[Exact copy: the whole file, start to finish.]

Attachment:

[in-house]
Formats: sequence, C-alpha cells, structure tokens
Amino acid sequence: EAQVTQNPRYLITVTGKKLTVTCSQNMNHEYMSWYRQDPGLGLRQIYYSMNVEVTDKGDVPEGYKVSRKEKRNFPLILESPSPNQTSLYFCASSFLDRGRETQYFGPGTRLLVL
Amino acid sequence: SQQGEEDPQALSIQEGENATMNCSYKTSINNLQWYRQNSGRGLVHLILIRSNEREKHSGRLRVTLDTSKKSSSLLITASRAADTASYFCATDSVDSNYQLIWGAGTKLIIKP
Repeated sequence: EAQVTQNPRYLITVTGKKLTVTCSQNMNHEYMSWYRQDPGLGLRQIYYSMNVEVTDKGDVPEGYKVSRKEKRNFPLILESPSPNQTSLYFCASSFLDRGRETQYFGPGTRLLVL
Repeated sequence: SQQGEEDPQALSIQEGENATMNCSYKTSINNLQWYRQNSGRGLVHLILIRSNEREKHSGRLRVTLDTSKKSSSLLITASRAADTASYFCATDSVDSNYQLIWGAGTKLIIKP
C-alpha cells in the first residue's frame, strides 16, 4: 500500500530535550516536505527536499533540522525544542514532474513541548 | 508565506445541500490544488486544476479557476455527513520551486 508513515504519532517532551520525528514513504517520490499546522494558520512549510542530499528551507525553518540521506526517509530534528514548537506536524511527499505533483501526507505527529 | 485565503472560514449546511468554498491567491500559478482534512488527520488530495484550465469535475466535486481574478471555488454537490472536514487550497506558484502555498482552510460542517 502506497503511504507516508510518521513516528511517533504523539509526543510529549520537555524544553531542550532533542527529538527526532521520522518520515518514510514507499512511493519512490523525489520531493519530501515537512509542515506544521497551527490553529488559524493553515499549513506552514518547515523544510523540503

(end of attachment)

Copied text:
[in-house]
Formats: sequence, C-alpha cells, structure tokens
Amino acid sequence: EAQVTQNPRYLITVTGKKLTVTCSQNMNHEYMSWYRQDPGLGLRQIYYSMNVEVTDKGDVPEGYKVSRKEKRNFPLILESPSPNQTSLYFCASSFLDRGRETQYFGPGTRLLVL
Amino acid sequence: SQQGEEDPQALSIQEGENATMNCSYKTSINNLQWYRQNSGRGLVHLILIRSNEREKHSGRLRVTLDTSKKSSSLLITASRAADTASYFCATDSVDSNYQLIWGAGTKLIIKP
Repeated sequence: EAQVTQNPRYLITVTGKKLTVTCSQNMNHEYMSWYRQDPGLGLRQIYYSMNVEVTDKGDVPEGYKVSRKEKRNFPLILESPSPNQTSLYFCASSFLDRGRETQYFGPGTRLLVL
Repeated sequence: SQQGEEDPQALSIQEGENATMNCSYKTSINNLQWYRQNSGRGLVHLILIRSNEREKHSGRLRVTLDTSKKSSSLLITASRAADTASYFCATDSVDSNYQLIWGAGTKLIIKP
C-alpha cells in the first residue's frame, strides 16, 4: 500500500530535550516536505527536499533540522525544542514532474513541548 | 508565506445541500490544488486544476479557476455527513520551486 508513515504519532517532551520525528514513504517520490499546522494558520512549510542530499528551507525553518540521506526517509530534528514548537506536524511527499505533483501526507505527529 | 485565503472560514449546511468554498491567491500559478482534512488527520488530495484550465469535475466535486481574478471555488454537490472536514487550497506558484502555498482552510460542517 502506497503511504507516508510518521513516528511517533504523539509526543510529549520537555524544553531542550532533542527529538527526532521520522518520515518514510514507499512511493519512490523525489520531493519530501515537512509542515506544521497551527490553529488559524493553515499549513506552514518547515523544510523540503